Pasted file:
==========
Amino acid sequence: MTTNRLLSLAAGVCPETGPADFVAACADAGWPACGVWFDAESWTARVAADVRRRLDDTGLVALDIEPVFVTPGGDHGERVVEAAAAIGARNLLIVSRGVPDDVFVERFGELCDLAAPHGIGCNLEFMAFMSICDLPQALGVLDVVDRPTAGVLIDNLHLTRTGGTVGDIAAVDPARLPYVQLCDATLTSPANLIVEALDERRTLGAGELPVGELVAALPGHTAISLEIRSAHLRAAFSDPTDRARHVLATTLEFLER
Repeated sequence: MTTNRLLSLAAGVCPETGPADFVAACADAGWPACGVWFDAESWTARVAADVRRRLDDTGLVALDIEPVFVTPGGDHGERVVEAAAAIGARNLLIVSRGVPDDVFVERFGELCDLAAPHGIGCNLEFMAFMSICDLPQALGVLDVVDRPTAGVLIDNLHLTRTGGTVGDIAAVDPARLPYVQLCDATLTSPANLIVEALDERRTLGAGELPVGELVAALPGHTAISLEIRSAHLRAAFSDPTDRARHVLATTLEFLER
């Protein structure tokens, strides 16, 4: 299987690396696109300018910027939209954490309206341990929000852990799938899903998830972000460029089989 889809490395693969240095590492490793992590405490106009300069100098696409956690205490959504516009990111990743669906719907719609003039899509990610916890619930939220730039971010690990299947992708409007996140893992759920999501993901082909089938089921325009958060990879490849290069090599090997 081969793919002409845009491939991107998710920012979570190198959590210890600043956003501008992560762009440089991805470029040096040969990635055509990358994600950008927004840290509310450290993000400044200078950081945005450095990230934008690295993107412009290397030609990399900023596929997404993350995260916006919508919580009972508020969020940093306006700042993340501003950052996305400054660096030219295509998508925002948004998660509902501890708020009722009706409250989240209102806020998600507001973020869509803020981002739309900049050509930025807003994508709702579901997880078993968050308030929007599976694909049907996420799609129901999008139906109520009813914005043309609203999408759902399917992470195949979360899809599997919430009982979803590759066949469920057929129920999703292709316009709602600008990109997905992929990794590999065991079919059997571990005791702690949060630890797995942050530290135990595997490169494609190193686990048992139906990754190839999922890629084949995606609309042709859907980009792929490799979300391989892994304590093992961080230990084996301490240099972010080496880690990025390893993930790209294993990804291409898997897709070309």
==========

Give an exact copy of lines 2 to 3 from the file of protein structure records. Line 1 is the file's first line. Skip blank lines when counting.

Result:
Repeated sequence: MTTNRLLSLAAGVCPETGPADFVAACADAGWPACGVWFDAESWTARVAADVRRRLDDTGLVALDIEPVFVTPGGDHGERVVEAAAAIGARNLLIVSRGVPDDVFVERFGELCDLAAPHGIGCNLEFMAFMSICDLPQALGVLDVVDRPTAGVLIDNLHLTRTGGTVGDIAAVDPARLPYVQLCDATLTSPANLIVEALDERRTLGAGELPVGELVAALPGHTAISLEIRSAHLRAAFSDPTDRARHVLATTLEFLER
């Protein structure tokens, strides 16, 4: 299987690396696109300018910027939209954490309206341990929000852990799938899903998830972000460029089989 889809490395693969240095590492490793992590405490106009300069100098696409956690205490959504516009990111990743669906719907719609003039899509990610916890619930939220730039971010690990299947992708409007996140893992759920999501993901082909089938089921325009958060990879490849290069090599090997 081969793919002409845009491939991107998710920012979570190198959590210890600043956003501008992560762009440089991805470029040096040969990635055509990358994600950008927004840290509310450290993000400044200078950081945005450095990230934008690295993107412009290397030609990399900023596929997404993350995260916006919508919580009972508020969020940093306006700042993340501003950052996305400054660096030219295509998508925002948004998660509902501890708020009722009706409250989240209102806020998600507001973020869509803020981002739309900049050509930025807003994508709702579901997880078993968050308030929007599976694909049907996420799609129901999008139906109520009813914005043309609203999408759902399917992470195949979360899809599997919430009982979803590759066949469920057929129920999703292709316009709602600008990109997905992929990794590999065991079919059997571990005791702690949060630890797995942050530290135990595997490169494609190193686990048992139906990754190839999922890629084949995606609309042709859907980009792929490799979300391989892994304590093992961080230990084996301490240099972010080496880690990025390893993930790209294993990804291409898997897709070309």